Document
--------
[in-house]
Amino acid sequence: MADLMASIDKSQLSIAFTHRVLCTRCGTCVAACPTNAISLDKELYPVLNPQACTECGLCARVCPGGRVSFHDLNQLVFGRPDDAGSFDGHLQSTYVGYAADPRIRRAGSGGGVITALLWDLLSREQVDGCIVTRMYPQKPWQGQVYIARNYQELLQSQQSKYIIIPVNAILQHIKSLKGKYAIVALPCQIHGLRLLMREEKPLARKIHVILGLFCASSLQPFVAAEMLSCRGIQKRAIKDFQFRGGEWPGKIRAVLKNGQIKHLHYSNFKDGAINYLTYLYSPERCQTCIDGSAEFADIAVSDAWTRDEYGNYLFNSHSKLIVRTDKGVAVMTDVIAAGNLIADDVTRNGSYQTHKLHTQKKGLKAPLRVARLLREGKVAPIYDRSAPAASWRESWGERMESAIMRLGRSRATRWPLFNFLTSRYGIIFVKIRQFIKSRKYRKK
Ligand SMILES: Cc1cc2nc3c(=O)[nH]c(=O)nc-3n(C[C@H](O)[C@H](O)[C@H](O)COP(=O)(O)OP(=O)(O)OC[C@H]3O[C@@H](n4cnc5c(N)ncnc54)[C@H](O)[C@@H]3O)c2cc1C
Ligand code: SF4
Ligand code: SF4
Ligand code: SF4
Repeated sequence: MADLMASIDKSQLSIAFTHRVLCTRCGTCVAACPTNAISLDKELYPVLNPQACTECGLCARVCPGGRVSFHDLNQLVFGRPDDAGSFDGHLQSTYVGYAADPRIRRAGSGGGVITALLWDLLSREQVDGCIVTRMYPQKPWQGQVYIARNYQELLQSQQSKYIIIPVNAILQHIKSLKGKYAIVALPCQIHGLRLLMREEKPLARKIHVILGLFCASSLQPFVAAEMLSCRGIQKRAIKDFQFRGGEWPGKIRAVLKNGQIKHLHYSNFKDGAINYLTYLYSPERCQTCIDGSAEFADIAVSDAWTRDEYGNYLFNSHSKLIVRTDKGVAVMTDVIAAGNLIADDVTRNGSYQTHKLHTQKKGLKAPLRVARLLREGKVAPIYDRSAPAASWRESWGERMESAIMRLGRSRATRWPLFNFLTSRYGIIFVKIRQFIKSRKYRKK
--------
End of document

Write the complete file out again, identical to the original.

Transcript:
[in-house]
Amino acid sequence: MADLMASIDKSQLSIAFTHRVLCTRCGTCVAACPTNAISLDKELYPVLNPQACTECGLCARVCPGGRVSFHDLNQLVFGRPDDAGSFDGHLQSTYVGYAADPRIRRAGSGGGVITALLWDLLSREQVDGCIVTRMYPQKPWQGQVYIARNYQELLQSQQSKYIIIPVNAILQHIKSLKGKYAIVALPCQIHGLRLLMREEKPLARKIHVILGLFCASSLQPFVAAEMLSCRGIQKRAIKDFQFRGGEWPGKIRAVLKNGQIKHLHYSNFKDGAINYLTYLYSPERCQTCIDGSAEFADIAVSDAWTRDEYGNYLFNSHSKLIVRTDKGVAVMTDVIAAGNLIADDVTRNGSYQTHKLHTQKKGLKAPLRVARLLREGKVAPIYDRSAPAASWRESWGERMESAIMRLGRSRATRWPLFNFLTSRYGIIFVKIRQFIKSRKYRKK
Ligand SMILES: Cc1cc2nc3c(=O)[nH]c(=O)nc-3n(C[C@H](O)[C@H](O)[C@H](O)COP(=O)(O)OP(=O)(O)OC[C@H]3O[C@@H](n4cnc5c(N)ncnc54)[C@H](O)[C@@H]3O)c2cc1C
Ligand code: SF4
Ligand code: SF4
Ligand code: SF4
Repeated sequence: MADLMASIDKSQLSIAFTHRVLCTRCGTCVAACPTNAISLDKELYPVLNPQACTECGLCARVCPGGRVSFHDLNQLVFGRPDDAGSFDGHLQSTYVGYAADPRIRRAGSGGGVITALLWDLLSREQVDGCIVTRMYPQKPWQGQVYIARNYQELLQSQQSKYIIIPVNAILQHIKSLKGKYAIVALPCQIHGLRLLMREEKPLARKIHVILGLFCASSLQPFVAAEMLSCRGIQKRAIKDFQFRGGEWPGKIRAVLKNGQIKHLHYSNFKDGAINYLTYLYSPERCQTCIDGSAEFADIAVSDAWTRDEYGNYLFNSHSKLIVRTDKGVAVMTDVIAAGNLIADDVTRNGSYQTHKLHTQKKGLKAPLRVARLLREGKVAPIYDRSAPAASWRESWGERMESAIMRLGRSRATRWPLFNFLTSRYGIIFVKIRQFIKSRKYRKK